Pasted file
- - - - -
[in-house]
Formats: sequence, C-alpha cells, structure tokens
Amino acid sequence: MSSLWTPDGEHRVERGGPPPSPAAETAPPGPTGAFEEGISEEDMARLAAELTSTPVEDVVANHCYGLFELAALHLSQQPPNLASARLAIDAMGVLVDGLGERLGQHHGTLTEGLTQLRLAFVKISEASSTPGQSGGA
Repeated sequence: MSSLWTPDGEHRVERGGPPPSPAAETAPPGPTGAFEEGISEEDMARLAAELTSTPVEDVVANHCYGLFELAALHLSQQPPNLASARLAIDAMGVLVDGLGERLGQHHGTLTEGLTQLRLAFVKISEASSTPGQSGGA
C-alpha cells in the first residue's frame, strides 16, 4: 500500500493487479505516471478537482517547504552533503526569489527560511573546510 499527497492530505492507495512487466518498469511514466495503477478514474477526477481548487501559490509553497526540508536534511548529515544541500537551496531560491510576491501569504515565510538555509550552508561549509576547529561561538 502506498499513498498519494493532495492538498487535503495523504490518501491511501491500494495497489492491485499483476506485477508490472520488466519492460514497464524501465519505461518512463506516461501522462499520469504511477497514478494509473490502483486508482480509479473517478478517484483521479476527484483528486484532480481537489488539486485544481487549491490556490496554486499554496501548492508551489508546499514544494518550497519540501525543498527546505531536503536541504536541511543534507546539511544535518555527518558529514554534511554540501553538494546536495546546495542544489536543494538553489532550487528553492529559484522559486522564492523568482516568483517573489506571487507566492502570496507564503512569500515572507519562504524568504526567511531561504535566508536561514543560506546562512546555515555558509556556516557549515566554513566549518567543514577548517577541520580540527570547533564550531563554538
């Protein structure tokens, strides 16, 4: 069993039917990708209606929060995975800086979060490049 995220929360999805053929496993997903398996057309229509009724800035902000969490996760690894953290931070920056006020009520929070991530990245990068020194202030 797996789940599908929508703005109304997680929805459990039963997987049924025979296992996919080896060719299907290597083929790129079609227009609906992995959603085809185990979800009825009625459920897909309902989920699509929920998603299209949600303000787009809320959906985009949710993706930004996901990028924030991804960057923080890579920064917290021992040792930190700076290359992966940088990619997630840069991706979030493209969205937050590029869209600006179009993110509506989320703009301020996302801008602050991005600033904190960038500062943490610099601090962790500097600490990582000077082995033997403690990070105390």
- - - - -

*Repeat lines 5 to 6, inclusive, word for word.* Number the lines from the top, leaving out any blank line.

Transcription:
C-alpha cells in the first residue's frame, strides 16, 4: 500500500493487479505516471478537482517547504552533503526569489527560511573546510 499527497492530505492507495512487466518498469511514466495503477478514474477526477481548487501559490509553497526540508536534511548529515544541500537551496531560491510576491501569504515565510538555509550552508561549509576547529561561538 502506498499513498498519494493532495492538498487535503495523504490518501491511501491500494495497489492491485499483476506485477508490472520488466519492460514497464524501465519505461518512463506516461501522462499520469504511477497514478494509473490502483486508482480509479473517478478517484483521479476527484483528486484532480481537489488539486485544481487549491490556490496554486499554496501548492508551489508546499514544494518550497519540501525543498527546505531536503536541504536541511543534507546539511544535518555527518558529514554534511554540501553538494546536495546546495542544489536543494538553489532550487528553492529559484522559486522564492523568482516568483517573489506571487507566492502570496507564503512569500515572507519562504524568504526567511531561504535566508536561514543560506546562512546555515555558509556556516557549515566554513566549518567543514577548517577541520580540527570547533564550531563554538
């Protein structure tokens, strides 16, 4: 069993039917990708209606929060995975800086979060490049 995220929360999805053929496993997903398996057309229509009724800035902000969490996760690894953290931070920056006020009520929070991530990245990068020194202030 797996789940599908929508703005109304997680929805459990039963997987049924025979296992996919080896060719299907290597083929790129079609227009609906992995959603085809185990979800009825009625459920897909309902989920699509929920998603299209949600303000787009809320959906985009949710993706930004996901990028924030991804960057923080890579920064917290021992040792930190700076290359992966940088990619997630840069991706979030493209969205937050590029869209600006179009993110509506989320703009301020996302801008602050991005600033904190960038500062943490610099601090962790500097600490990582000077082995033997403690990070105390």